How Fake News Spreads Like a Virus on Twitter (Facebook, too)

Fake News is a type of yellow journalism or propaganda that consists of deliberate misinformation or hoaxes spread via traditional print and broadcast news media or online social media (Wikipedia).

Fake news is very easy to spread around the world now that billions of people have access to online social networks, TV, and other media.  Suppose you have a thousand followers on Twitter, and you retweet an opinion, story, or article you’ve read somewhere.  So a thousand people receive your tweet, but only 10% of them like it, and go to the effort of retweeting to their followers.  So 100 followers of yours tweets it on to their followers which could number in the thousands, and if a percentage of them tweet it on, we are most likely in the hundreds of thousands.

But suppose you are Erik Trump, son of the President, and he retweets a story on the NFL (as he did).  He has 1.49 million followers.  He retweeted a Breitbart story that claimed that Americans agree with Trump on National Anthem and NFL Protests.  In very little time, his retweet exploded on Twitter, as seen in the graphic below.

The graphic was produced by Hoaxy, Indiana University.  With Hoaxy, we can visualize the spread of claims and fact-checking (if there is any).

                                       How one Twitter user can spread misinformation like the way a virus spreads.

Spreading misinformation.  The mainstream media believes it doesn’t spread misinformation, but it does.  Tonight on the ABC national news, David Muir and associates showed a clip of the President saying that the NFL owners are afraid of their players.  And then it added clips of three people in different locations burning their NFL T-shirt.  Using these images, ABC does parlay misinformation, and in the end influences its viewers, who believe it is not spreading fake news.  But it is guilty, perhaps not as much as Brietbart News, but in their rush for getting ratings, they will use a story that is somewhat sensational.  Their fact-checking is suspect.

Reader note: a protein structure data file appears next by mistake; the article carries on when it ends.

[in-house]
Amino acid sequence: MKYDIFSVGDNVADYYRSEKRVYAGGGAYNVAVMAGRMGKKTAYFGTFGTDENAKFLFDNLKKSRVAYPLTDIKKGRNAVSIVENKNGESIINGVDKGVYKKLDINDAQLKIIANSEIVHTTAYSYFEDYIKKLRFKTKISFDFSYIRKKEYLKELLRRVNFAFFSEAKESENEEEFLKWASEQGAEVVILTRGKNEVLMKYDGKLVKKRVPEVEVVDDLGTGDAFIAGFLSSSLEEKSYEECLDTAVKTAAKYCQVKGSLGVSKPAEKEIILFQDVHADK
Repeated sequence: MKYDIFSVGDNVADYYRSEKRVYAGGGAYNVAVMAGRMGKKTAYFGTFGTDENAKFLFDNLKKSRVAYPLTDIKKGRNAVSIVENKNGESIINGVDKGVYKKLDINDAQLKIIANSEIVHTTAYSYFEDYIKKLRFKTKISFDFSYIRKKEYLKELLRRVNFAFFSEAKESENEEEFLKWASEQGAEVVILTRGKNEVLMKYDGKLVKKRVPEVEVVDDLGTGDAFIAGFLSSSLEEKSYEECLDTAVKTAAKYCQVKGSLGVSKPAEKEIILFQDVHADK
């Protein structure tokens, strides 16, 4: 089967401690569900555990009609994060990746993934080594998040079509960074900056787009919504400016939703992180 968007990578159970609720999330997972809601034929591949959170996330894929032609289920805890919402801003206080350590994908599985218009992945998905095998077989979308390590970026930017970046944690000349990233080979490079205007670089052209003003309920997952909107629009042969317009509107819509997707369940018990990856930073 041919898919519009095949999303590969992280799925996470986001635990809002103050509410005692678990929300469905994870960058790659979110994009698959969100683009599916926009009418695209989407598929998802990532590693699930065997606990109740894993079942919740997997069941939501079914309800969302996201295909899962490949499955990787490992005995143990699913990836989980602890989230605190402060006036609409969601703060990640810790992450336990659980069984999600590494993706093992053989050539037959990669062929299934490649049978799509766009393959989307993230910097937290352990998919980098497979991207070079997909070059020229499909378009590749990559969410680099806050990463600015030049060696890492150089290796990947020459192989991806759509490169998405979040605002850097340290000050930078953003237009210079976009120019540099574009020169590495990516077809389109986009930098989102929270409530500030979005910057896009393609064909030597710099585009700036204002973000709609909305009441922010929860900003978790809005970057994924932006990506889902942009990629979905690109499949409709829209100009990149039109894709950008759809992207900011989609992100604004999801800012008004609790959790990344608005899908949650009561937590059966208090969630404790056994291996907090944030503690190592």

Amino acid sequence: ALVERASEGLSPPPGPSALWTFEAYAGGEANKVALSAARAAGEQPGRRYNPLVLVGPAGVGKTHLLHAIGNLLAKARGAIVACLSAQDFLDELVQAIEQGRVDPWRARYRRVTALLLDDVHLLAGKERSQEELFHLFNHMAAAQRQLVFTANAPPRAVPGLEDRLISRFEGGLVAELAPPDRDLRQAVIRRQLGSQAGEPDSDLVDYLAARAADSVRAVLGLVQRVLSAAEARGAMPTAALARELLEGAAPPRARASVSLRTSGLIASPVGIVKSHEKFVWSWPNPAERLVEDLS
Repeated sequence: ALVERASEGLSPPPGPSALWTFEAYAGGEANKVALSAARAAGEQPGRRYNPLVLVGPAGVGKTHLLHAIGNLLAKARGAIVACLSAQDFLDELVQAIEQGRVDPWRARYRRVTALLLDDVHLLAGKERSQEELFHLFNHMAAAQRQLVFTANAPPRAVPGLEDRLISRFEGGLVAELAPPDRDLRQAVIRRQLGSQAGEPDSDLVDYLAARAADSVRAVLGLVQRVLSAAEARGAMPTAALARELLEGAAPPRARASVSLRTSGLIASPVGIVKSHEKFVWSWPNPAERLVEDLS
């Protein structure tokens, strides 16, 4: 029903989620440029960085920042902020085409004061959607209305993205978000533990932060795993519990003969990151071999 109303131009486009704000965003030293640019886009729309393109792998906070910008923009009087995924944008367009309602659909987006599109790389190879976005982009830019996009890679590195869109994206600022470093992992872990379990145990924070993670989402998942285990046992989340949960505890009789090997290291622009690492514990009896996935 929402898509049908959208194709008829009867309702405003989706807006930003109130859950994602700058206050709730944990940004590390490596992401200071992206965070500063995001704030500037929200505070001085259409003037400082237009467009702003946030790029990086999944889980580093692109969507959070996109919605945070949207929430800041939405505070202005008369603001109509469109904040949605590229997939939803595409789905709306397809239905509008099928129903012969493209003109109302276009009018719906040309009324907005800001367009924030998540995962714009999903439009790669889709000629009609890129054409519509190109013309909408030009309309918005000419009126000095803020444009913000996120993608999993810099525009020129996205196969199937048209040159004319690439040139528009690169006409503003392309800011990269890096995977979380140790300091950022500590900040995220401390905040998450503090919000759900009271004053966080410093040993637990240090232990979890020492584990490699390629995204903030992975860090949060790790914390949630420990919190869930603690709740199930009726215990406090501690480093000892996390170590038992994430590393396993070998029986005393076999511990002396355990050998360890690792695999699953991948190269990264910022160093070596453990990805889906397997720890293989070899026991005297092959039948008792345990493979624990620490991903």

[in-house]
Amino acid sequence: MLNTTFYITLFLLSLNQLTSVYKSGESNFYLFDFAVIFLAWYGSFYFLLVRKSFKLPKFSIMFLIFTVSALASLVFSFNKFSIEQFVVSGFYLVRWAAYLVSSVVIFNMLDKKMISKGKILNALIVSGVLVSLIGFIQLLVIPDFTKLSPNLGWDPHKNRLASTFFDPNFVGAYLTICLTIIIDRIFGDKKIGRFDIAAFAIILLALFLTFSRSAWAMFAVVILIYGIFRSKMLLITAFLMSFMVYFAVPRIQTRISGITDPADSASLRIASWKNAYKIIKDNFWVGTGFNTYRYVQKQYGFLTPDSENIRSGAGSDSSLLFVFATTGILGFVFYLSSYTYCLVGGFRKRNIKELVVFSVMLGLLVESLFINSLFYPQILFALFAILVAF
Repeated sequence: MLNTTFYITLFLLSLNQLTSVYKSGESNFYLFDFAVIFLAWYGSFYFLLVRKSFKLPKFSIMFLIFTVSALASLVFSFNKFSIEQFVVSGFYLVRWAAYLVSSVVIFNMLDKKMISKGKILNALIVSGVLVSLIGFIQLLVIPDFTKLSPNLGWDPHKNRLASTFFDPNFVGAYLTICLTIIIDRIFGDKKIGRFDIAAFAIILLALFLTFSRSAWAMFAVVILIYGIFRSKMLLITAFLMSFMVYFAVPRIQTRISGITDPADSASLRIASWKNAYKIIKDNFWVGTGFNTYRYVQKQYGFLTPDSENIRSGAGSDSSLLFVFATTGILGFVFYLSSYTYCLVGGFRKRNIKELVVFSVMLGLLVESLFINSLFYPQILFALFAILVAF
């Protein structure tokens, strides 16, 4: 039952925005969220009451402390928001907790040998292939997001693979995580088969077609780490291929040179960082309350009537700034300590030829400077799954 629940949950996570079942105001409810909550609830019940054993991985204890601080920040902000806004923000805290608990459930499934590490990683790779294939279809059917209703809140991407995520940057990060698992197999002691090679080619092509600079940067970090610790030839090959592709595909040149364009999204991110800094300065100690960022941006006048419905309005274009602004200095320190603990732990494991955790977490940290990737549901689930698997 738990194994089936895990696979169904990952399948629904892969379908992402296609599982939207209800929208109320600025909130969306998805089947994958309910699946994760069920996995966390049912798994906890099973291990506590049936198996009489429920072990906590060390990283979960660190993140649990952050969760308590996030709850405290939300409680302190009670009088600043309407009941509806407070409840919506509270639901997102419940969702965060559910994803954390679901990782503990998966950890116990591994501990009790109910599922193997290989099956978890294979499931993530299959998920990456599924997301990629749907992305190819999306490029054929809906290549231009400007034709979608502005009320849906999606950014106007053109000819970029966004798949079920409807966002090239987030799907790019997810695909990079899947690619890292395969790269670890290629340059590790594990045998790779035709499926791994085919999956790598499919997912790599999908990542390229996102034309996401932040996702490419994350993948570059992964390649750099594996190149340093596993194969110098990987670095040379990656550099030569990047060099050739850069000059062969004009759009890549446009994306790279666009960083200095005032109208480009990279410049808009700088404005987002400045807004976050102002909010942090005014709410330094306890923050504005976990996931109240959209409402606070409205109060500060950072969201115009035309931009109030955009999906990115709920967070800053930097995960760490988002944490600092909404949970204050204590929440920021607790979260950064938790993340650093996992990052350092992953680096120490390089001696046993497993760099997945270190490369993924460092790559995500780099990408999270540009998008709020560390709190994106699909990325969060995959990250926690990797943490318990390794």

So, when we use Hoaxy to look at the claim that NFL owners are afraid of their players, we get this graphic. Notice that this claim has been fact-checked by many people and groups.  The claim is not true, but notice how the claim spreads and will continue to spread.

                                                   Claims and Fact-Checks on are “NFL Owners are afraid of their players.”

This is but a tip of the iceberg.  With news outlets such as Brietbart News, claims spread like wild-fire, and because they are spread and repeated, for many people, these claims are true, and even if they are refuted with facts, the opinions of the hosts does not change.

More on this in the coming days.

About Jack Hassard

Jack Hassard is a writer, a former high school teacher, and Professor Emeritus of Science Education, Georgia State University